• Kyodo


New Zealand will settle for nothing less than winning the 2019 Rugby World Cup in Japan, but the team also wants to experience the local culture and entertain fans in the process, All Blacks coach Steve Hansen said Tuesday.

Speaking to reporters in Oita Prefecture, where his side will play one of its pool matches at the tournament, Hansen said his players planned to make the most of their time at the first World Cup staged outside a top-tier rugby nation.

“Clearly we want to come and win it,” the 2015 World Cup-winning coach said. “But we also want to enjoy our time here in Japan and get to understand the Japanese people and spend some time with them, so it’s very much about playing some good rugby, some winning rugby, and enjoying the culture of the country.”

The visit to Oita Stadium was part of a fact-finding trip around the country to inspect every match venue for the tournament, which kicks off on Sept. 20 next year.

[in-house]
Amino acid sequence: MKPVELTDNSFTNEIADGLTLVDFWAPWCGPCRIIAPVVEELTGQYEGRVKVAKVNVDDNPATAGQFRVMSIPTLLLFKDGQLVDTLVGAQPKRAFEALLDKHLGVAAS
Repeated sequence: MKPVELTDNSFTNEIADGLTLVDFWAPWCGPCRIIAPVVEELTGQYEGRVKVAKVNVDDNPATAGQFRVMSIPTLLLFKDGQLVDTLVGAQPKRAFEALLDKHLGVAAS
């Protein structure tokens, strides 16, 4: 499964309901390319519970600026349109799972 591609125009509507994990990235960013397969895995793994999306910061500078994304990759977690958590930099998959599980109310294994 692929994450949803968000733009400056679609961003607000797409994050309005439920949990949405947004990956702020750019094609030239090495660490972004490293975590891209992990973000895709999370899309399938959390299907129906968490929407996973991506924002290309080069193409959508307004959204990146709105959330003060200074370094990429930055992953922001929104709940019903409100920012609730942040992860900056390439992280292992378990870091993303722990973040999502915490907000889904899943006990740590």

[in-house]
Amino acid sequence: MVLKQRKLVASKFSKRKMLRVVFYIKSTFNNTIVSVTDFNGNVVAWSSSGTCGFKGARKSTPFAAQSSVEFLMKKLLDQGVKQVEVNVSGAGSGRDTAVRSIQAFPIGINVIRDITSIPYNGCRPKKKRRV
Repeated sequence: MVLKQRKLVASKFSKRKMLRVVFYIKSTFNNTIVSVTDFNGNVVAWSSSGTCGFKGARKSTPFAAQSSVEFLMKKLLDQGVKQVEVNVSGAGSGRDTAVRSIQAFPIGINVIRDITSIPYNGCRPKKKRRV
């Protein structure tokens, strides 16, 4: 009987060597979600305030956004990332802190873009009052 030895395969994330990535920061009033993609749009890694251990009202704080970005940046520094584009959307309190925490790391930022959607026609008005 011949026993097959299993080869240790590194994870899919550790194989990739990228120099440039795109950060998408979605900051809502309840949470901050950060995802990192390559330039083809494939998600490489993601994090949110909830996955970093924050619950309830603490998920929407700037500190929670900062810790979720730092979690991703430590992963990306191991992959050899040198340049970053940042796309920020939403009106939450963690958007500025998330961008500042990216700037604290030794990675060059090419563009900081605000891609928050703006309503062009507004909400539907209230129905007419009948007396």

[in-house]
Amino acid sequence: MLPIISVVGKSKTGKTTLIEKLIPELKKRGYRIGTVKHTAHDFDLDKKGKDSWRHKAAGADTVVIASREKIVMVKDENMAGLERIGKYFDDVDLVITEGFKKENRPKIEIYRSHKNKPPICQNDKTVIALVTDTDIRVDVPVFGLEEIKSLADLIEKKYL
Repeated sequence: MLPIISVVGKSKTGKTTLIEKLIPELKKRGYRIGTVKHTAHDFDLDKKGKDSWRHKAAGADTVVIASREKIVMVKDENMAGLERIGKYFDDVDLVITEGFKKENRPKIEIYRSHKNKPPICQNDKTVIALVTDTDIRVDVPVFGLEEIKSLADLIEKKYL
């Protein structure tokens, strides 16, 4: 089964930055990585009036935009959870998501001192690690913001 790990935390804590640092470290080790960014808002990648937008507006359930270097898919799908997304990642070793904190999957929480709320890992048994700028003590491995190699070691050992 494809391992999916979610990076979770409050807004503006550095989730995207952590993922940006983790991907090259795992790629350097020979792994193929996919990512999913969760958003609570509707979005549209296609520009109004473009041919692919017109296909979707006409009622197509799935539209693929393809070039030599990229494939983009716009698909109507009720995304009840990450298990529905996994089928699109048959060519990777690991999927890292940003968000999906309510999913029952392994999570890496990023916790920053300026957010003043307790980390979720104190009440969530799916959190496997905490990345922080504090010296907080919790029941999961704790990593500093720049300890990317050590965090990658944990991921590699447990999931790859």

Asked for his appraisal of the venue by local reporters, Hansen said the 40,000-seat stadium, home to J. League side Oita Trinita, was on par with other grounds around the world.

“A good stadium is a good stadium,” he said. “It’ll be ideal for the match that’s being held here.”

Known for their meticulous planning, the three-time champions have gone as far as incorporating Japanese language study into their World Cup preparations.

“We’re busy at home studying to see if we can learn some of it,” Hansen said. “For some it’s easy, for others it’s difficult.”

The All Blacks will open the tournament against traditional rival South Africa in Yokohama on Sept. 21 before traveling to Oita for a match on Oct. 2 against an opponent to be determined through a repechage.

They have just a four-day turnaround before facing an African qualifier in Tokyo on Oct. 6, with their final Pool B game coming against Italy in Toyota, Aichi Prefecture on Oct. 12.

If all goes to plan, the world’s No. 1 side will end its campaign winning the Nov. 2 final in Yokohama. Along the way, Hansen hopes to mix with Japanese fans and “play some rugby in front of people who we know enjoy rugby.”

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